The art of the wasted day

by Patricia Hampl

Penguin Books, 2018. $17.00

ReviewED by Whitney (Walters) jacobson

Minnesotan writer Patricia Hampl examines the worth of leisure in her most recent book The Art of the Wasted Day as she attempts to assess what she has gained from her life’s corporeal and cerebral undertakings.  

The book’s title is a bit of a misnomer as the text does not offer advice on how to successfully waste ones day, but instead follows Hampl’s examinations into the choices of people who pursued lifestyles based on fascination and fulfillment regardless of cultural value. Folded into the journeys are scenes from Hampl’s life where she grapples with conflicting personal desires to both efficiently complete tasks and idly saunter through reveries. 

Fans of Hampl’s The Florist’s Daughter looking to find a subsequent enchanting plunge into her life will be disappointed with the diverted focus in her newest book: “Suddenly I realize—surely because of the sad woman in the teashop—that what I will remember most form this effort . . . is the people who were supposed to not matter, not really, the extras of contemporary life” (88). 

The Art of the Wasted Day carries forward the sumptuous detail-driven sentences from Hampl’s other books: “Life conceived—and lived—as a to-do list. This is the problem. I sense I’m not alone. Fretful, earnest, ambitious strivers—we take no comfort in existence unfurling easefully as God intended (my mother speaking, a meddling-midwesterner who knew how to let things unfold without rush, her head wreathed with vagueness, the smoke of her cig circling upward)” (16). However, it disappoints with long voyages filled with a keen education on leisurely personas: “Mendel’s contribution to science, unlike Darwin’s, didn’t stray into theoretical matters. Yet his study of the reproductive patterns of the edible pea (green versus yellow, smooth skinned versus wrinkled) revealed the inner workings of cellular evolution that remained vexingly elusive to Darwin” (140), that the audience ultimately is not made to care about as Hampl does. Perhaps the slowed momentum is her subconscious push for repose, though.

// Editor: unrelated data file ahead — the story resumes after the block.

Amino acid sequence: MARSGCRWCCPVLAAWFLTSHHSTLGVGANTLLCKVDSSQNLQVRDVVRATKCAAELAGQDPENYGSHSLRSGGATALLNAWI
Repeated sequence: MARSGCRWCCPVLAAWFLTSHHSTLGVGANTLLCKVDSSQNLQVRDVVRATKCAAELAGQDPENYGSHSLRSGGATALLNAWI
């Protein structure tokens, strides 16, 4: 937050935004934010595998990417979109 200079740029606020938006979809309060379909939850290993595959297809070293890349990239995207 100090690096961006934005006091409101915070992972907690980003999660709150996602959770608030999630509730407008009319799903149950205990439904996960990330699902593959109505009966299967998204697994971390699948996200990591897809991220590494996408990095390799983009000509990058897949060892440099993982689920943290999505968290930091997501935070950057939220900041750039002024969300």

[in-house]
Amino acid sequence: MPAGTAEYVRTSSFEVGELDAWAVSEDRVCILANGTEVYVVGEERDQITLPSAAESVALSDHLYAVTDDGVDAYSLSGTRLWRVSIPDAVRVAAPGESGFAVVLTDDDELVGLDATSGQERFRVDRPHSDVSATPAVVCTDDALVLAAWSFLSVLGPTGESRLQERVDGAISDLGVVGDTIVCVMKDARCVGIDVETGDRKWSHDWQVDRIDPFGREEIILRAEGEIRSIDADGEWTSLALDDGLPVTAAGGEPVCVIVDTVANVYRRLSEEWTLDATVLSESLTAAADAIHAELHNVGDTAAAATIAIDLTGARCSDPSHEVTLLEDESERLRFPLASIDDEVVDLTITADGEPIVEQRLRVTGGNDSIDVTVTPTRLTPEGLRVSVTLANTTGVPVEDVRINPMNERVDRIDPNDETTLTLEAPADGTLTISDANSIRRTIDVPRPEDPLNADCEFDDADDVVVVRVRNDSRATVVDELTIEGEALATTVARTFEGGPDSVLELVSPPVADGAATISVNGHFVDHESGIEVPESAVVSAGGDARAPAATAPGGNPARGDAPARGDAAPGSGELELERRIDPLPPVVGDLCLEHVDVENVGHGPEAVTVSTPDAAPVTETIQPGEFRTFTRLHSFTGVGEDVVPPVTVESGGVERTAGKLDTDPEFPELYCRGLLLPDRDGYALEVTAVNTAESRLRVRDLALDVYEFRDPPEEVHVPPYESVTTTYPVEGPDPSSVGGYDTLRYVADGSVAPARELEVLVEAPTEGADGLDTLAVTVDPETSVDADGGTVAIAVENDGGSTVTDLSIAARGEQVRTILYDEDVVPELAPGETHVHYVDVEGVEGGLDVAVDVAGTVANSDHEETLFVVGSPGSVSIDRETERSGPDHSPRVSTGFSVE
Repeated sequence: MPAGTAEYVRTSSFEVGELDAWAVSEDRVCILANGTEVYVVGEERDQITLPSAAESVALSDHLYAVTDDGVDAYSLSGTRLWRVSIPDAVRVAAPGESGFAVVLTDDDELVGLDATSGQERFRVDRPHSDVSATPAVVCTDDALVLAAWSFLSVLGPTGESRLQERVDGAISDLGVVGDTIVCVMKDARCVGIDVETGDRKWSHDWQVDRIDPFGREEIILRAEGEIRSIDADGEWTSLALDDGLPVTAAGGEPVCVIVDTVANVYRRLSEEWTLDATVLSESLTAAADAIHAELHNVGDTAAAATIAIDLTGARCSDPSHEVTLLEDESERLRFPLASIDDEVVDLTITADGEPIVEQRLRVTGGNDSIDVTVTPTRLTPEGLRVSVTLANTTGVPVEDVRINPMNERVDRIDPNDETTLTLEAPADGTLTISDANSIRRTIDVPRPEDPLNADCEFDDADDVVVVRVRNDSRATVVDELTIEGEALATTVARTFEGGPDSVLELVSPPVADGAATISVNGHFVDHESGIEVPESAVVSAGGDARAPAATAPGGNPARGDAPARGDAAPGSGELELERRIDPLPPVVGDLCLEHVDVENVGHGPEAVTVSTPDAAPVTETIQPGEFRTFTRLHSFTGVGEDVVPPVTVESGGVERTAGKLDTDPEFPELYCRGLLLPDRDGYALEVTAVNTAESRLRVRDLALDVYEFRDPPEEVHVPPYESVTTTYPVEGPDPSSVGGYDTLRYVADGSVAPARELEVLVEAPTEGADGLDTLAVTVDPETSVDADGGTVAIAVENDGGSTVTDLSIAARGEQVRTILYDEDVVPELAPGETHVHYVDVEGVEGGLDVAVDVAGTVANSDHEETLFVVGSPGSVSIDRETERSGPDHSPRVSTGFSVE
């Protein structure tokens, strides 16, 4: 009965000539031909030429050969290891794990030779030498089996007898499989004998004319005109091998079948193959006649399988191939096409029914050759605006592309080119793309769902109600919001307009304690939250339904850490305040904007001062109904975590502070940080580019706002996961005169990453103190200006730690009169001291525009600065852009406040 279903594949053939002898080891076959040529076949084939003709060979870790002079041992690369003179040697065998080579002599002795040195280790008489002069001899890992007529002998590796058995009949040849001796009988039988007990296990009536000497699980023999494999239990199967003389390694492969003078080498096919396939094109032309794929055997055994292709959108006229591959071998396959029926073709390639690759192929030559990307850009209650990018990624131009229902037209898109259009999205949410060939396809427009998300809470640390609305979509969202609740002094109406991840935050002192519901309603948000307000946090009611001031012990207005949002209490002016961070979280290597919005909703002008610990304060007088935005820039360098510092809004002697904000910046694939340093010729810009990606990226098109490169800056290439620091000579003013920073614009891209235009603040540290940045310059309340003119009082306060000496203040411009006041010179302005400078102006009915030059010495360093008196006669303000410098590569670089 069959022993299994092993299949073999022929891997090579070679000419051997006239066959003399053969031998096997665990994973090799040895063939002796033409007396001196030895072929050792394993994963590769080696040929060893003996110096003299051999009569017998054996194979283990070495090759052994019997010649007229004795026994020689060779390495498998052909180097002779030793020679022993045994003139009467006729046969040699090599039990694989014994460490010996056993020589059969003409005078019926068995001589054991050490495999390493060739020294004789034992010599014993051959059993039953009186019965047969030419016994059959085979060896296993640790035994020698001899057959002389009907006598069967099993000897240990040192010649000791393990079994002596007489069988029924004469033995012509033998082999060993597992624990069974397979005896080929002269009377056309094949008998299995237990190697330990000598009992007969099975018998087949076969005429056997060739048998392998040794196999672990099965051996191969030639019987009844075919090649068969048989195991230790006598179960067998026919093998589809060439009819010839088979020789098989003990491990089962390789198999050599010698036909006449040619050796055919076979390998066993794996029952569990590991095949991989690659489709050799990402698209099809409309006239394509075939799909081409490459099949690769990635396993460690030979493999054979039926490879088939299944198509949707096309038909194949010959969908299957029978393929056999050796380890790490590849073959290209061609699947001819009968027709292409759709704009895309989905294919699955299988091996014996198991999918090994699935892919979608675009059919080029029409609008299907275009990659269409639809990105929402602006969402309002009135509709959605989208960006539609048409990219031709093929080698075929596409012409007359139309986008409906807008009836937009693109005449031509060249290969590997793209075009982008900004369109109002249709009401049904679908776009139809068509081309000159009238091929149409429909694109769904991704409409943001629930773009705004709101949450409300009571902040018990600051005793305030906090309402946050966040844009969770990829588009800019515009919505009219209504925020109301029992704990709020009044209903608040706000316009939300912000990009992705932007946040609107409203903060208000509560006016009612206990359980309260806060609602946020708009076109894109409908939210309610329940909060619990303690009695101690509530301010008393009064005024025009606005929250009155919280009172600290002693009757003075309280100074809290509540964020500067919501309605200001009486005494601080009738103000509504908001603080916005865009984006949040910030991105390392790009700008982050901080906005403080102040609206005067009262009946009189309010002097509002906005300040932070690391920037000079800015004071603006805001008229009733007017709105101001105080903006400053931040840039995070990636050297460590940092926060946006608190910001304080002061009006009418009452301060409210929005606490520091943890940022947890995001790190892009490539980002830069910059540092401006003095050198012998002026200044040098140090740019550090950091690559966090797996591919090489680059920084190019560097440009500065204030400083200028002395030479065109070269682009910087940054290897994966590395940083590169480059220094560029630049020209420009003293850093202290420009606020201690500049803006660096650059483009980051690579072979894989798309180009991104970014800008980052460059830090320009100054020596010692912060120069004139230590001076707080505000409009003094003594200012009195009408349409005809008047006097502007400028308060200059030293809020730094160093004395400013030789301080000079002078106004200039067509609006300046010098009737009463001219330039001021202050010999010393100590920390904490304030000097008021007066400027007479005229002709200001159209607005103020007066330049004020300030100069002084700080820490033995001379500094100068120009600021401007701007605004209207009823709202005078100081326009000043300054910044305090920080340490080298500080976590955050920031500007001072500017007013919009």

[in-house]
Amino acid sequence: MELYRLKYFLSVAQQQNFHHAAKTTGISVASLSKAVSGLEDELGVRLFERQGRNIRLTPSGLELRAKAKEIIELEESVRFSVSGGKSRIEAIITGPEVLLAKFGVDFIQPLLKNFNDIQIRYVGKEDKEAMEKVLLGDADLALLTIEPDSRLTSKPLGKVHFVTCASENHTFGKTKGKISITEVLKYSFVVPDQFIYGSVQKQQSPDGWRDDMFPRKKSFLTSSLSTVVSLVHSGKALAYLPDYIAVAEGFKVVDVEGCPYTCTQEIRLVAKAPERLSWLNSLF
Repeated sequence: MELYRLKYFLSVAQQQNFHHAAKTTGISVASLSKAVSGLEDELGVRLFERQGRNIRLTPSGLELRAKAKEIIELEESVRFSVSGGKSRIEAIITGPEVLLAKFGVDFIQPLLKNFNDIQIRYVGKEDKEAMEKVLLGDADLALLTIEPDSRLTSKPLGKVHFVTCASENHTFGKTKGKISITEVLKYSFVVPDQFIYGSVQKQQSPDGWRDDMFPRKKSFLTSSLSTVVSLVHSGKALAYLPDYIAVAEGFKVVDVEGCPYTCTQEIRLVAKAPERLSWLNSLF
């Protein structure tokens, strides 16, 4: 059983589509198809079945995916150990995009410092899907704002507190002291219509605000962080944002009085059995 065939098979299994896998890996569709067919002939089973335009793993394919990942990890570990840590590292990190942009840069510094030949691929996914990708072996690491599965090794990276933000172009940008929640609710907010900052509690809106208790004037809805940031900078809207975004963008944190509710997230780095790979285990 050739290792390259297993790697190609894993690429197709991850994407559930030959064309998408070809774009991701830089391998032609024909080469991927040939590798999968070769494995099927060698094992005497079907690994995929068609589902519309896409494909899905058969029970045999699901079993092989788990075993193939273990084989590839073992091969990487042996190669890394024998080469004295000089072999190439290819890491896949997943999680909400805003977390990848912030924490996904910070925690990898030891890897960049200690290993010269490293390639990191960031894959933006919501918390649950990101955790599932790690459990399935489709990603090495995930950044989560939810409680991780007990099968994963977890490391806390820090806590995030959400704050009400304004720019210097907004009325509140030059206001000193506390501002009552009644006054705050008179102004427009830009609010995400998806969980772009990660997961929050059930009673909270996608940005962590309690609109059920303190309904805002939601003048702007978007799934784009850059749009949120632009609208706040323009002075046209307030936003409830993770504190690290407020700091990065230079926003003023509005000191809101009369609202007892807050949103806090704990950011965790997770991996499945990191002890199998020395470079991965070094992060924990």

The sudden loss of her husband, Terrance Williams, additionally threads through the text in an understated manner. While the extent of her disclosure regarding her grief is certainly Hampl’s prerogative, mentions of her husband’s death often appear as aloof observations made to fit her discussion of leisure, rather than addressing the event as the foundation of lamentation alluded to in the final travel recounted. As such, the references feel like a teaser, as though she wants readers to care, but only so much. 

Nevertheless, as she does so often and does so well, Hampl concludes the book on a resounding note, beautifully commemorating the never-ending journey of weaving together the threads of passion and necessity.


Whitney (Walters) Jacobson is an Assistant Professor at the University of Minnesota Duluth. She holds an MFA in Creative Writing from Minnesota State University Moorhead. Her poetry and creative nonfiction have been published in Up North Lit, After the Pause, and In the Words of Womyn International, among other publications. She maintains a curiosity in memoir and the themes of feminism, water, generations, blue-collar work, and grief.